A root canal is a procedure that can save an injured tooth from the most dramatic of procedures—extraction. Once an infection has penetrated deep within the tooth and damaged the nerves inside it, there are only a few good options left, and once a tooth is extracted, it is gone forever. A root canal, under the hands of an experienced dentist and a great support team, can often save the tooth and avoid more complicated solutions, such as a bridge, implant, or dentures.
A root canal is complex and requires a great deal of judgment, skill, and decision-making on the part of your dentist. If it is done well, the tooth will most likely not require any additional care. However, mistakes or an incomplete cleaning could result in the need for a second root canal later, or even the extraction of the tooth after all. That’s why it is so important to find a dentist who has years of experience performing successful root canals.
Root Canal Basics
If bacteria and plaque are permitted to build up on the teeth and gums, they can cause an infection that may travel deep into the gums and reach the “pulp” of the tooth—the nerves and blood vessels that nourish the tooth and are normally protected by the hard external layer of enamel. At a certain point, the infection will damage the pulp such that it can not adequately maintain the tooth and it will die. During a root canal, your dentist carefully removes the infected pulp, inserts medication that strengthens and encourages growth for the healthy pulp, and monitors the results to ensure that the tooth returns to full health.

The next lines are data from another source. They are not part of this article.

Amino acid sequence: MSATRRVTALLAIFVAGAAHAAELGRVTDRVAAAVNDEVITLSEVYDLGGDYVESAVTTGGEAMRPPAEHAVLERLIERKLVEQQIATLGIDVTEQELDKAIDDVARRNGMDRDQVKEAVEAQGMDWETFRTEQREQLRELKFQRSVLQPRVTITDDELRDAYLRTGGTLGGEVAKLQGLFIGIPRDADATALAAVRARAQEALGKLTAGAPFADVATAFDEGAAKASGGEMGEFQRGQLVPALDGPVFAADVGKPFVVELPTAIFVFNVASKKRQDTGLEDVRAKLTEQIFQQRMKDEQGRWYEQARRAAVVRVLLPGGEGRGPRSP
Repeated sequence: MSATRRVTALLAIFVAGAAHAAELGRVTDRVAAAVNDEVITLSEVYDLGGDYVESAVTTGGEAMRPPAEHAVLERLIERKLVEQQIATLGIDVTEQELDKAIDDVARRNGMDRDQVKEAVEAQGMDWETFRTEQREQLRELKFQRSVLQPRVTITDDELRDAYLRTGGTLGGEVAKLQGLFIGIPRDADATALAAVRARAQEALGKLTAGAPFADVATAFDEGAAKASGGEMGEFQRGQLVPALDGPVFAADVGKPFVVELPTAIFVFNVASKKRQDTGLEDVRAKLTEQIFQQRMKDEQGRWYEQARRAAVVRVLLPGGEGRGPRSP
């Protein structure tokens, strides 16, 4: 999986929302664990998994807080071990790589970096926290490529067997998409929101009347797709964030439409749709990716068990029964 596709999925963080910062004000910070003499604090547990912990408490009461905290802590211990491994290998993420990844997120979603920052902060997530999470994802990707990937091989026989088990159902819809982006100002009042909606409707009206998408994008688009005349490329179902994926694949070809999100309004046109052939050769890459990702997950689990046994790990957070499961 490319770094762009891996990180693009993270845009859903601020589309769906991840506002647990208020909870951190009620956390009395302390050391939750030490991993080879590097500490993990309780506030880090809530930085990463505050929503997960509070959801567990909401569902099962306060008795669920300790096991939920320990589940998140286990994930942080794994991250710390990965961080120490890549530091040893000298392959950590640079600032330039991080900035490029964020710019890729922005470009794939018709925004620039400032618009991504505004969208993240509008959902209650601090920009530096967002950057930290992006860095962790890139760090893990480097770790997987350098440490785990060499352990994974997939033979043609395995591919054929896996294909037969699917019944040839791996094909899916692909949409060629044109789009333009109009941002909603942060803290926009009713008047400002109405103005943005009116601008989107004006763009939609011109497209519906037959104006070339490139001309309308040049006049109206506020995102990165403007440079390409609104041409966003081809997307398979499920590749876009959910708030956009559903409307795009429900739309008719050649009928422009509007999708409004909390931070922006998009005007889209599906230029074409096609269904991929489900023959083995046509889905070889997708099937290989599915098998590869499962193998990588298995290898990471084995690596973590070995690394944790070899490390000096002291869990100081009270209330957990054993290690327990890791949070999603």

Depending on the extent of the pulp damage, the root canal may take more than one appointment. Most procedures are complete within about a week, allowing the patient to avoid much more expensive and high-maintenance alternatives such as implants, bridges, and other restoration options.
Do I Need a Root Canal?
The deep-reaching infection that necessitates a root canal is often accompanied by severe pain in the area of the affected tooth. However, sometimes the only symptom of infection may be increased sensitivity to temperature, or a change that the patient barely notices at all. Your dentist will be able to spot damaged pulp and a spreading infection, explain the issue and various solutions for it, and work with you to bring about the best possible outcome.
For a root canal or any other major oral procedure, be sure that you are placing your health in good hands! Dr. Ladimer has a long history of performing successful root canals for his patients, and he and his team are ready to help you with your oral health needs. Email or call our office today to learn more.